Article — From the March 2008 issue
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Article — From the March 2008 issue
Subverting an entire legal apparatus requires great effort. Laws must be circumvented, civil servants thwarted, and opposing politicians intimidated into silence. With an election redecided in the courts, though, the Bush team was quick to lock in its gains.
The first step was to establish a bureaucracy more in tune with the new approach. Setting the proper tone would not be simple, though. Justice had long been seen as a prize for loyal movement conservatives as well as for the religious right, and both groups expected the department to be run by ideological warriors willing to risk power in the pursuit of specific policy goals. Key Bush aides wanted Montana’s moderate governor, Mark Racicot, for the top job at Justice, but movement conservatives objected and pushed through their own candidate—former Senator John Ashcroft, an ostentatiously devout evangelical Christian.
Ashcroft eventually would be replaced by Alberto Gonzales, a notably pure specimen of partisanship, but in the meantime the administration faced an even more significant obstacle, which was that installing partisans in career positions is illegal. After a long struggle over a political spoils system that flooded Washington with partisan hacks, Congress passed the Pendleton Civil Service Reform Act of 1883, which generally required that civil servants be hired on the strength of their professional qualifications and without regard to their party affiliation or political beliefs. And it strengthened that law considerably in 1939, when it passed the Hatch Act, which restricted the involvement of civil servants in partisan political campaigns.
The Bush Justice Department labored to get around these laws in various ways. The Honors Program and Summer Law Intern Program at Justice, for instance, has long served as a fast track for students from elite law schools. Under the Bush Administration, however, the hiring shifted from the Ivies to avowedly conservative schools. Regent University Law School, founded by Pat Robertson in 1986, claims to have placed more than 150 of its graduates in positions with the Bush Administration. Regent, which ranks among the bottom tier of law schools, struggled to secure an accreditation with the American Bar Association, just as its alumni struggle to find employment. Hiring from fourth-rate schools is perfectly legal, of course, and the practice has the additional benefit of creating a new class of grateful civil servants.
There were less subtle methods as well. Among the loyal young conservatives at Justice was one Monica Goodling, who received her law degree from Regent in 1999, spent 2000 doing opposition research for the Republican National Committee, and was appointed to Justice in 2001. By 2006 she had risen to become a White House liaison working directly out of the office of Alberto Gonzales. For much of her tenure, Goodling had a major hiring role at the Justice Department. Her approach was blunt. The New York Times reports that Robin Ashton, a “seasoned criminal prosecutor at the Department of Justice,” learned from her boss that she was being passed over for a promised promotion because she had what her boss called “a Monica problem.” The problem was that she “believes you’re a Democrat and doesn’t feel you can be trusted.” Jack Goldsmith, a conservative law professor who became head of the Office of Legal Counsel in 2003, recalled his own interview with a Goodling colleague in his 2007 book about the Bush Administration. He reports that he was asked immediately why he had made an $800 campaign contribution to a law-school colleague who was a Democrat, and that he was also asked, point-blank, “Are you a Republican?” (He was.)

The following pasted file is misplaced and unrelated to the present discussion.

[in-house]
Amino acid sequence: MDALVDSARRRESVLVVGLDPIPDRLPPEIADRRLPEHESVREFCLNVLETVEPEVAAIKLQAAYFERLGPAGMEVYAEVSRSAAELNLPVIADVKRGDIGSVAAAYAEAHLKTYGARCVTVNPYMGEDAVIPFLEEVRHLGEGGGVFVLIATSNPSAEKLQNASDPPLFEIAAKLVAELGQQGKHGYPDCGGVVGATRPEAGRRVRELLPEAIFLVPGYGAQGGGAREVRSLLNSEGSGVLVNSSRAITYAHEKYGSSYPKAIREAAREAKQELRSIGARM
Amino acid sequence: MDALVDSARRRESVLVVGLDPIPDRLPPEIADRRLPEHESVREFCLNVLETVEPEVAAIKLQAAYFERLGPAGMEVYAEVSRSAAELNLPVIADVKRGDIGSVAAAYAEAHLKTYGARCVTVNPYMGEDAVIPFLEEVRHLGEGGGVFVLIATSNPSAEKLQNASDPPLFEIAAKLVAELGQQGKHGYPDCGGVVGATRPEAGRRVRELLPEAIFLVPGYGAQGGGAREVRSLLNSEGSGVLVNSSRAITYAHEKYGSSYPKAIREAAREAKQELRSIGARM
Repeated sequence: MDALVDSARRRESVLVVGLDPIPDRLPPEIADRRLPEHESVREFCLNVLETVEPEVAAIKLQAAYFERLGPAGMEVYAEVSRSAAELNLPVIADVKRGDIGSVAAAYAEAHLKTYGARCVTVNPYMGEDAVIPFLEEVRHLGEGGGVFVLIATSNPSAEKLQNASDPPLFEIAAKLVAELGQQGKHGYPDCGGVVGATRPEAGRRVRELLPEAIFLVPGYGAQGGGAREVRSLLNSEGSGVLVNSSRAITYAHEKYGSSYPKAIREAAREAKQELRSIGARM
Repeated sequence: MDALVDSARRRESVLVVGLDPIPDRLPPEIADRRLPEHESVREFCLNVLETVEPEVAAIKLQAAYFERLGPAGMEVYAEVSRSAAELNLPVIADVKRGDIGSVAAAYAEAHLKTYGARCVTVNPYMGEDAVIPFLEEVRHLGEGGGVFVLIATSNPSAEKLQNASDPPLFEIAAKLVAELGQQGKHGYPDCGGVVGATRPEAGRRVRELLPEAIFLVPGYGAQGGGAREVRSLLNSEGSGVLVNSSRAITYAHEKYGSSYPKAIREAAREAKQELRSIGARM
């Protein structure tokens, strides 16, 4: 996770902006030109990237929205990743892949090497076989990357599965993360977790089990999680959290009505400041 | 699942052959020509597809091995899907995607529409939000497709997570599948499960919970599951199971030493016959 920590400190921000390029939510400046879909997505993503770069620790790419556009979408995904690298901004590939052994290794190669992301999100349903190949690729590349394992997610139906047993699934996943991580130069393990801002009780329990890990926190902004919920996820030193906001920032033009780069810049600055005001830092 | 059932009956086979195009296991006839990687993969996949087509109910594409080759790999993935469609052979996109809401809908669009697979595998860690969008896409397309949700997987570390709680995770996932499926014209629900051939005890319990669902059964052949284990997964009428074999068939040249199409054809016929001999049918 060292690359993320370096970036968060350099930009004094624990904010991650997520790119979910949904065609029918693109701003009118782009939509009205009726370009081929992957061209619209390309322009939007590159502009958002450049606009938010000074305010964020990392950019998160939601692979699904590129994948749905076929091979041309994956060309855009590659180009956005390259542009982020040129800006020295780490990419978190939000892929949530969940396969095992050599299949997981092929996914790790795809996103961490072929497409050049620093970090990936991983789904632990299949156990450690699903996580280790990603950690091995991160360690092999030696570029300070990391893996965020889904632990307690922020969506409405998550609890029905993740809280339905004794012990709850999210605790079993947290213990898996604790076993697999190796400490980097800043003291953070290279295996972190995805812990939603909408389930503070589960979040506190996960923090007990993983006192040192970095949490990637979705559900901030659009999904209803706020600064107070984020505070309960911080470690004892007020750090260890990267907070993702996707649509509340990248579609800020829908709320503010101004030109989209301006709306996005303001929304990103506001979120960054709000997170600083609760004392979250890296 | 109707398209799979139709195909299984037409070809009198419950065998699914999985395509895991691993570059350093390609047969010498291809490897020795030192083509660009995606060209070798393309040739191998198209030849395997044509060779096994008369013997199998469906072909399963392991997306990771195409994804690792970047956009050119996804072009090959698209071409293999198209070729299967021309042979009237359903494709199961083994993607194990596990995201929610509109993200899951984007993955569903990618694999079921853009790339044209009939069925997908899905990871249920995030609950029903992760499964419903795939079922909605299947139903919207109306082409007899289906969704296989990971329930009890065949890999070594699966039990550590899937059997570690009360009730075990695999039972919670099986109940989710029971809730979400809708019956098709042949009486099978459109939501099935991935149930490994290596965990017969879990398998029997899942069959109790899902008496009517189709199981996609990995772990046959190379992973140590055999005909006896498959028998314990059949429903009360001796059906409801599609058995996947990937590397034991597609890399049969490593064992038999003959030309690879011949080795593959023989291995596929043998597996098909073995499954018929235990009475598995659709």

In congressional hearings held last May to investigate Justice Department hiring practices, Goodling cited her Fifth Amendment right not to incriminate herself. Under a grant of limited immunity, however, she acknowledged that she “may have gone too far in asking political questions of applicants for career positions” and that she “may have taken inappropriate political considerations into account on some occasions.”
Goodling resigned from the Justice Department shortly thereafter, but her hires remain. By 2006, the New York Times reported, Alberto Gonzales had delegated to Goodling and his former chief of staff, Kyle Sampson, “the power to appoint or fire all department political appointees other than the United States attorneys.” As we will see, the “Monica problem” would come to vex the selection even of U.S. attorneys. But for the moment it is important to note only that career civil servants were being replaced with hacks who would put loyalty to Bush well above the traditional functions of the Justice Department.
Scott Horton , an attorney in New York City, writes the daily weblog No Comment for Harpers.org. His last article for Harper’s Magazine, “State of Exception,” appeared in the July 2007 issue.
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No Comment — April 12, 2013, 11:11 am